14 Best Places to Visit in Auvergne, France (with Map)

If you’re looking for a beautiful and secluded destination to visit in central France, Auvergne is a great choice. This region boasts stunning volcanic mountains, charming valleys, and unspoiled forests that are perfect for outdoor activities like fishing, hiking, mountain biking, horseback riding, and skiing.

But Auvergne isn’t just about the outdoors. There are also plenty of cultural attractions to explore, including ancient castles, beautiful churches, and charming villages. And, of course, the local food is a notable highlight as well!

In addition, Auvergne is home to plenty of charming villages and towns that provide an authentic slice of French rural life – a couple even boast vibrant thermal springs. It also has a bustling and elegant capital city with a fascinating history that dates back to the Crusades.

Whether it’s hiking the rugged trails of dormant volcanoes or strolling through ancient streets, a journey to Auvergne promises a whimsical exploration of both nature and history.

Map of Places to Visit in Auvergne, France

14. Blesle

Blesle is a charming village situated along the River Voireuse. Boasting a rich history that dates back to the 9th century, it once played a significant role in trade during the Middle Ages.

The village is notable for its unique half-timbered houses that feature intricate doors and windows. Sitting alongside narrow passages and courtyards, they create a picturesque destination for you to explore, with the riverside location only adding to its beauty.

Within the village, there are several notable sights of interest, one of which is the stunning Abbey Church of Saint Peter. An impressive traditional Roman-style church, its exterior boasts intricate stone ornamentation. While the interior walls are resplendent with vivid colors.

On the other side of the river, the church Notre Dame de la Chaigne is also worth visiting. It is revered as the site of a remarkable event, where a paralyzed lady was remarkably cured after praying at its statue of the Virgin Mary.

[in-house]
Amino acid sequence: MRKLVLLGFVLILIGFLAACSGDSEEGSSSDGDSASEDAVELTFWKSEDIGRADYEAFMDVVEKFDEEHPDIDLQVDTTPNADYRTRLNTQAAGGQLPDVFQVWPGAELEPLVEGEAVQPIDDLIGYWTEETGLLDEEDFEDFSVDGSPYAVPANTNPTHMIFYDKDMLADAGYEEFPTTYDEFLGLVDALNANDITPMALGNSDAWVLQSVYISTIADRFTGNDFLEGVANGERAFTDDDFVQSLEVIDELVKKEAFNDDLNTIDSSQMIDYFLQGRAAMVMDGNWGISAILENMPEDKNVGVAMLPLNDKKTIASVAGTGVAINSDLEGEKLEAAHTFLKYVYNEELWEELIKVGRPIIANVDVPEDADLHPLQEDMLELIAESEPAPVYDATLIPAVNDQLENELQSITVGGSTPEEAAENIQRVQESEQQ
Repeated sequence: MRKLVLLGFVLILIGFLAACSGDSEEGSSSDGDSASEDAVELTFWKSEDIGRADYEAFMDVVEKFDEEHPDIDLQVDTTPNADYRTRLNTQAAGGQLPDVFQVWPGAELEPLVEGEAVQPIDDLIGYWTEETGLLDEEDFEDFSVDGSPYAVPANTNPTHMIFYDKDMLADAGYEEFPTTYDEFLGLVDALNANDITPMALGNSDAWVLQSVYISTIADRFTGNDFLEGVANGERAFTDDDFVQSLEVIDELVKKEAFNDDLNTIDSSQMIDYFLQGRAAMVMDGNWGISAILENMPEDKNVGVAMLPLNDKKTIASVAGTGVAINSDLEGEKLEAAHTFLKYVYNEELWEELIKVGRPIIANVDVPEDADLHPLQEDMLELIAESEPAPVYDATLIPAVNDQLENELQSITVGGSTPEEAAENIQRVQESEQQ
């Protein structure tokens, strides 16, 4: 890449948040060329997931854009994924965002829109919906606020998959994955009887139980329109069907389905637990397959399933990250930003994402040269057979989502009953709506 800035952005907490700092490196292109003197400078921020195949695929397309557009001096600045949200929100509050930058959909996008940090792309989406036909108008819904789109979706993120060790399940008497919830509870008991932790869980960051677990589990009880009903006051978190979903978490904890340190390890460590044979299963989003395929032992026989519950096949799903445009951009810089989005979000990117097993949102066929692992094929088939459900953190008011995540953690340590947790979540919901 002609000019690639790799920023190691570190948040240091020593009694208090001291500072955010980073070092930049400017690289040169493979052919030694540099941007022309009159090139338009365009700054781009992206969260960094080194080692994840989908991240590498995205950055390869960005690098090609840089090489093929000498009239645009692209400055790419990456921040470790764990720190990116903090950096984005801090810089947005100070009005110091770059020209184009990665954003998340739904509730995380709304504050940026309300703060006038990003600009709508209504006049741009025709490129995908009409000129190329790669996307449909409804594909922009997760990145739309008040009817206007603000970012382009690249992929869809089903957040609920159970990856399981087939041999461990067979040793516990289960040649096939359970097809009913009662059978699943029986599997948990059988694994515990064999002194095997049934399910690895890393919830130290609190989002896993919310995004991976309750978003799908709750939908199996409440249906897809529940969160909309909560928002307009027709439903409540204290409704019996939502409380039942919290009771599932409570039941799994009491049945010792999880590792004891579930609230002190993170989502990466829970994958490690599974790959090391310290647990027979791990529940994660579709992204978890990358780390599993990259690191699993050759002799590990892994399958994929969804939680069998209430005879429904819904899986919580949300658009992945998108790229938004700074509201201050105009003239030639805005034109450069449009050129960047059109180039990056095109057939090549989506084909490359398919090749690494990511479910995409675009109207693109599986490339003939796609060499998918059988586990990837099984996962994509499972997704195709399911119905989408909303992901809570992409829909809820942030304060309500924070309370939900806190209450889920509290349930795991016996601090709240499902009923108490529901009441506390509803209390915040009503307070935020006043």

13. St-Nectaire


If you love cheese, then you’ll want to pay a visit to Saint-Nectaire. Situated in the Puy-de-Dôme district, it is home to a divine, eponymous brand of cheese that has received a special designation of AOP (Appellation of Origin Protected).

There are several cafes, restaurants, and eateries in the area which showcase the delicious culinary treat that has a sweet flavor, fruity aroma, and rich texture. Take it from us, it is delicious!

Aside from the cheese, the village is a pleasant place to explore. It is set within two sections – Saint-Nectaire-le-Bas and Saint-Nectaire-le-Haut – and features several points of interest. They include the stunning Eglise de Saint-Nectaire, which enjoys an imperious position at the town’s highest point.

While the structure has an impressive exterior, it’s on the inside that it stands out. There you will find a cupola that stands 20 meters high and several depictions of the Old and New Testament

scenes. The church also accommodates a splendid treasury which counts a copper gilded 12th-century bust of Saint-Baudine amount its relics.

12. Volcano Park of Lemptegy

Volcano Park of Lemptegy

It’s not every day you get to visit the inside of a volcano, but that is exactly what you can do at the Volcano Park of Lemptegy. This unique natural site is located in the heart of the Chaîne des Puys, only 15 minutes away from Clermont-Ferrand, and is worth a visit.

During a 2.5-hour guided tour, you can explore a 30,000-year-old volcano by mini-train or on foot. Additionally, you can experience the dynamic 4D cinema show called ‘The Explosive Mine’ which is sure to give you goosebumps.

This adventure should interest those fascinated by volcanoes as you will learn about the different types of volcanoes, rocks, and geological layers that formed the region. You can also visit an exhibition space that showcases artifacts related to the industrial past, several research works, and various rock specimens.

11. Lavaudieu


Lavaudieu in Haute-Loire is a captivating village on the banks of the Senouire. Considered one of the more beautiful villages in France, it is the perfect place to visit if you enjoy leisurely strolling around town.

The village is renowned for its Benedictine abbey, which was founded in the 11th century by Robert de Turlande. The abbey’s Romanesque cloister is especially notable as it is remarkably well-preserved.